Homepage > Blogs
"When I was in Westlife we had songs which would make the whole place stand still and you could hear a pin drop," says Shane Filan, even now sounding almost incredulous at the memory. "There's nothing like that moment, whether you're playing to 2000 or 80,000 people. Those are the moments I wanted to capture for myself with this album."
When Westlife split in 2011, they could look back at a career in which they "fulfilled all of our dreams 1000 times over." Their highs were almost unbelievable in their scale: 44 million sales; fourteen chart-topping singles; four gargantuan homecoming shows in Dublin's Croke Park in which the audience stretched as far as the eye could see.
And then Filan was out on his own. For a man who had grown-up as the youngest of seven siblings and then enjoyed fourteen years of brotherhood in one of pop's biggest ever bands, it was a period of adjustment.
"I didn't know what to expect," he admits. "I was just trying to find my way. I definitely wanted to continue singing, and the main thing was to actually prove to myself that I could do it on my own."
Filan followed the success of his debut solo album You and Me with extensive solo touring throughout the UK, Ireland and Asia. When it came to working on the follow-up, his priority was to find a song with the scintillating spark that inspired Flying Without Wings and You Raise Me Up. His aim, he says, was to record "that great song that everyone all over the world knows."
The way that would be achieved would be with the same work ethic that Filan first encountered when he served in his family's café as a youngster. "You have to work hard if you want to be successful. Actually…" he laughs, "you have to work even harder than you think!"
Filan dedicated himself to a huge writing process in which he co-wrote almost fifty songs, the best of which make up two-thirds of his upcoming second album Right Here, his first under a new deal with East West Records / Warners. The remaining tracks were chosen from approximately 200 submissions that he'd shortlisted from other writers. It was a lengthy process, but one which was necessary to ensure that he would fulfil his mission statement: to deliver a collection of ten brilliant contemporary pop songs.
Recorded primarily in London and Denmark, key collaborators include the Ivor Novello winner Cutfather, Jez Ashurst (Will Young, Gabrielle Aplin), Jon Maguire (Union J's Beautiful Life), and Tre Jean-Marie (Andrea Faustini, Melissa Steel).
The desire to pursue compelling pop is particularly evident in the lead single Me and the Moon which updates the special blend of strong melodies, dramatic dynamics and soaring vocals that typified many of Filan's finest moments with Westlife.
"It's a great example of where I want my music to be at. It's very current, it's quite pop but there's a bit of an edge to it, and it's a big song vocally. What I love about it is that it has a universal meaning. It's about losing someone you love, but it could be that you've lost a relationship, or someone has passed away, or you could be miles away from your loved ones on the other side of the world. I can really relate to it in that sense."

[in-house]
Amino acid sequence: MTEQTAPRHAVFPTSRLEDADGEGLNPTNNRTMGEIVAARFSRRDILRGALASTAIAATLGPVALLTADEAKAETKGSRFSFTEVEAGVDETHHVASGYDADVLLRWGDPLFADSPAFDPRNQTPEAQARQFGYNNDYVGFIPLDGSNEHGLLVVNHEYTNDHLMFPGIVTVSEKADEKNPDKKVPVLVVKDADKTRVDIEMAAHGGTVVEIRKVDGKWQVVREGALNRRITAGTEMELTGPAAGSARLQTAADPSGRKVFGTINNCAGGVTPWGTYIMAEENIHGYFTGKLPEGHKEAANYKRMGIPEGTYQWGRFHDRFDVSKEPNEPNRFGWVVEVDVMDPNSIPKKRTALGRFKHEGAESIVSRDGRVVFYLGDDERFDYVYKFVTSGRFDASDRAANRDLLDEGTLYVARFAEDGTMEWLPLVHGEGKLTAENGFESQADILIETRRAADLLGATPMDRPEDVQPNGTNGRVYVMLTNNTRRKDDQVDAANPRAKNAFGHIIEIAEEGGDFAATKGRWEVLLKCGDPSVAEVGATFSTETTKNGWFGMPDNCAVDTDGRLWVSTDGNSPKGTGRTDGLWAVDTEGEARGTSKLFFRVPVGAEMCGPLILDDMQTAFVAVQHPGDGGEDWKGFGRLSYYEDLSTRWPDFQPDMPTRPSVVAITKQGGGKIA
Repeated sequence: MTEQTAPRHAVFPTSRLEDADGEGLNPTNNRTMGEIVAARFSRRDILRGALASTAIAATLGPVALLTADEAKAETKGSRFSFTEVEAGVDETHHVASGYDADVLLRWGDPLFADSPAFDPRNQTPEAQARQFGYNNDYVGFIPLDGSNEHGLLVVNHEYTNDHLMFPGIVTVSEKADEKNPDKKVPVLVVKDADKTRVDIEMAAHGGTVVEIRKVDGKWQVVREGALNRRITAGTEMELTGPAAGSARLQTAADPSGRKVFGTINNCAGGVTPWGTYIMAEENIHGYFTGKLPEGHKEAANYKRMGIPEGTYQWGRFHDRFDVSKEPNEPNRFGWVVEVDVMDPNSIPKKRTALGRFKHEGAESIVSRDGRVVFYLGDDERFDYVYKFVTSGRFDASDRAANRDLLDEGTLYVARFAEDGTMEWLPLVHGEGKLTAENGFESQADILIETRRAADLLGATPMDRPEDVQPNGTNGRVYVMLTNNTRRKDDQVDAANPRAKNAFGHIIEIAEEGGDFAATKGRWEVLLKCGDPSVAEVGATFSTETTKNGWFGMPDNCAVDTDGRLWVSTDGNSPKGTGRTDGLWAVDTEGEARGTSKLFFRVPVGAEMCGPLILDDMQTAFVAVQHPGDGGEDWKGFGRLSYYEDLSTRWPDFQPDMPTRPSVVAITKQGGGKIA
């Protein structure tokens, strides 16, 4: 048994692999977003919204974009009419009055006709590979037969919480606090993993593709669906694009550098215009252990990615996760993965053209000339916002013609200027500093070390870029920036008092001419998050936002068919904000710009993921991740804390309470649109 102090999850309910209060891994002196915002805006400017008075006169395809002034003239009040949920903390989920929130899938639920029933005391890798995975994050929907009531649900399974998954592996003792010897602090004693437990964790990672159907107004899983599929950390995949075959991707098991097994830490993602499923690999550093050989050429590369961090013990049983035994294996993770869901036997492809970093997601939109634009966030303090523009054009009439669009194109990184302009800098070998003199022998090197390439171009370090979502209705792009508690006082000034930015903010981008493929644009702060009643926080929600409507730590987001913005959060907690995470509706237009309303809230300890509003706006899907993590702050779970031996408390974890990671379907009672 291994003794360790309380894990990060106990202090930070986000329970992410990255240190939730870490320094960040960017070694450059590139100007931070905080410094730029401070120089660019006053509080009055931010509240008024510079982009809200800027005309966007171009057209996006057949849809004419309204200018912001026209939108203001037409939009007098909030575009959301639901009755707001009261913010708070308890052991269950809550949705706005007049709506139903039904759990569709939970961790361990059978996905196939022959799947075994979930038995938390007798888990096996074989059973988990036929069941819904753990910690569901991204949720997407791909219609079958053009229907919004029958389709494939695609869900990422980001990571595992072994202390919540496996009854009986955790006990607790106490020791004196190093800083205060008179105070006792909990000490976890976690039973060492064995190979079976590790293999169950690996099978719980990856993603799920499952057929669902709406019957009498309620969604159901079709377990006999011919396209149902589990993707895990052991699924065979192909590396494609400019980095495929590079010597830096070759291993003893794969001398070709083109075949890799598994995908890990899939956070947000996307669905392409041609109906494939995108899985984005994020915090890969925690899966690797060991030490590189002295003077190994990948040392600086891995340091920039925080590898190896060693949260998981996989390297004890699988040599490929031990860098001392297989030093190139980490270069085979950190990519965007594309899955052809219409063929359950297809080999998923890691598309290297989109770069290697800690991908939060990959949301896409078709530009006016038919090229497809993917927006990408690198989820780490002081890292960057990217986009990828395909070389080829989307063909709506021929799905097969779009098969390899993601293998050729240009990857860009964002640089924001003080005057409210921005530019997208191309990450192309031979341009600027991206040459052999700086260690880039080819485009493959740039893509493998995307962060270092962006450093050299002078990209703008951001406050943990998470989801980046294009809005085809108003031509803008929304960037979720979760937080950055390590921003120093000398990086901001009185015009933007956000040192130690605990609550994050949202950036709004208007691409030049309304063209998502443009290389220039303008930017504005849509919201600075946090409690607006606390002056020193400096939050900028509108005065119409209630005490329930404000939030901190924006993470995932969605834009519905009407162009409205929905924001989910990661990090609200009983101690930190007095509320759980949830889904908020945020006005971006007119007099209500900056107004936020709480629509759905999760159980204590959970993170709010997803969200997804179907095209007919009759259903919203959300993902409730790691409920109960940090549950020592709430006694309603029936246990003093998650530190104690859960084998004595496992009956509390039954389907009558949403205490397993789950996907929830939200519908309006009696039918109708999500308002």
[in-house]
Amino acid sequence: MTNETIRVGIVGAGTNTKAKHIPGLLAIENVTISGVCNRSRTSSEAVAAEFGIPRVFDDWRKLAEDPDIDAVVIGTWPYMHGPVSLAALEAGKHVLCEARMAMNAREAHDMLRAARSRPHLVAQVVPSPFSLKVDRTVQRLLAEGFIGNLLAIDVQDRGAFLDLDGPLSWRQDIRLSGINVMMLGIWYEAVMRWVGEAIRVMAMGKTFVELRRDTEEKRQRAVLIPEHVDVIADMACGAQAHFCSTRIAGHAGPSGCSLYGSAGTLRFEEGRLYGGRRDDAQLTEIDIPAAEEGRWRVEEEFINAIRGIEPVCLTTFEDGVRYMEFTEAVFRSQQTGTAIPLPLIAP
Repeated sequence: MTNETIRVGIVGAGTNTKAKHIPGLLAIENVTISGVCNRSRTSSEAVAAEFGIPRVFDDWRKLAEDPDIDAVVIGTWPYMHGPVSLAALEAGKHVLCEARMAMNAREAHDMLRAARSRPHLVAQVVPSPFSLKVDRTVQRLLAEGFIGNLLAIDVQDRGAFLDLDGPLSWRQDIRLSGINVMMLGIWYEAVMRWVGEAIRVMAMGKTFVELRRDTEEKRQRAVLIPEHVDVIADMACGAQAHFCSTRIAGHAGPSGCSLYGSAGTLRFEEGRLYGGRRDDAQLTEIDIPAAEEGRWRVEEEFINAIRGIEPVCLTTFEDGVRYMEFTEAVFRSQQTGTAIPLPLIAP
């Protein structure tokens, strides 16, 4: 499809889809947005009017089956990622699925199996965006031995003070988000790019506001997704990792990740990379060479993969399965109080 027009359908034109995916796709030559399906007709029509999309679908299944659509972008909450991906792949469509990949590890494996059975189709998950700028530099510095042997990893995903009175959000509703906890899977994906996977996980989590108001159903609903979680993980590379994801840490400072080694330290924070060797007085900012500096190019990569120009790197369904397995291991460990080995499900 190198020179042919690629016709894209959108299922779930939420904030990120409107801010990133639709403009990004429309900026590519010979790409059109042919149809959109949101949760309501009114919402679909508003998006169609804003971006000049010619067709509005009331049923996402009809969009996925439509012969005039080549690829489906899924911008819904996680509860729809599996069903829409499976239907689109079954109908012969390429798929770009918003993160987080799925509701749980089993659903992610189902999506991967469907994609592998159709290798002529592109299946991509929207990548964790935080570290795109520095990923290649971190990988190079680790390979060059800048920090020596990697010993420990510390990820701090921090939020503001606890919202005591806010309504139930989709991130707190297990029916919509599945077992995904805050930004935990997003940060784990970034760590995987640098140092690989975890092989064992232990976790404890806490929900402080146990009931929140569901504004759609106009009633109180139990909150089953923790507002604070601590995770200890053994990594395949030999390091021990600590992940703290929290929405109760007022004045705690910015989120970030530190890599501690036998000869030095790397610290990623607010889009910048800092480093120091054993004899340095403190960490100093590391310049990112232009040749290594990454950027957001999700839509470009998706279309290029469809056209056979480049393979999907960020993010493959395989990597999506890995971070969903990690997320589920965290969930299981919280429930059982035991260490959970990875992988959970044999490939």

After You and Me, Filan also aimed to deliver something that would live up to his fans' expectations. "I think they wanted more ballads and they wanted better songs," is his honest assessment. And stronger material resonates throughout Right Here, from the epic duet I Could Be – complete with an undercurrent of Irish folk and lyrics which offer contrasting outlooks from within a relationship – to the back-to-basics emotion of the title-track, Right Here, which ascends to new heights with the help of the London Community Gospel Choir.
Lyrically, the aim was to focus on universal emotions that people could interpret in their own way which is exactly how Filan himself relates to the lyrics. Me and the Moon's line "back on the street that I met you", for example, rewinds him to the early days of his relationship with his wife Gillian, while Right Here is about protecting a loved one. "I feel like I'm singing it to both my children and wife, but for two different reasons," he says.
In keeping with Filan's grand ambitions for the sound of the album, he's also thinking big in terms of the scale of its promotion: the UK and Ireland is the obvious market, but wider Europe is vital too, and he's also aiming to hit North America, South America, Asia and Australia. His mastermind, of course, is still Louis Walsh, with whom he has worked for almost twenty years.
"He's someone that I trust 1000%," adds Filan without even a hint of exaggeration. "I know he has my best interest at heart: he's a manager, he's a mentor, he's a friend, he's even a bit of a fatherly figure. He's very protective of me."
It's been a remarkable journey for a singer-songwriter who grew up inspired by an admiration of the Backstreet Boys and Michael Jackson. After achieving unparalleled success with his friends (and Westlife are all in touch, even if their schedules mean that collective meetings are rare), there have been a few lows en route –which he has successfully overcome – and the whole wild warts-and-all ride was documented in his autobiography My Side of Life.
"I'm glad I did it," he affirms. "Parts of it were definitely difficult but the more I talked about it in the book, the better I felt about it. I've done it now and I feel ready to move on with the rest of my life!"
The best stories inevitably take on a life of their own, with exciting new chapters adding to the existing narrative. Who knows where this latest instalment might take Shane Filan next? Right here and right now, he's in the perfect position for another uplifting twist in the tale.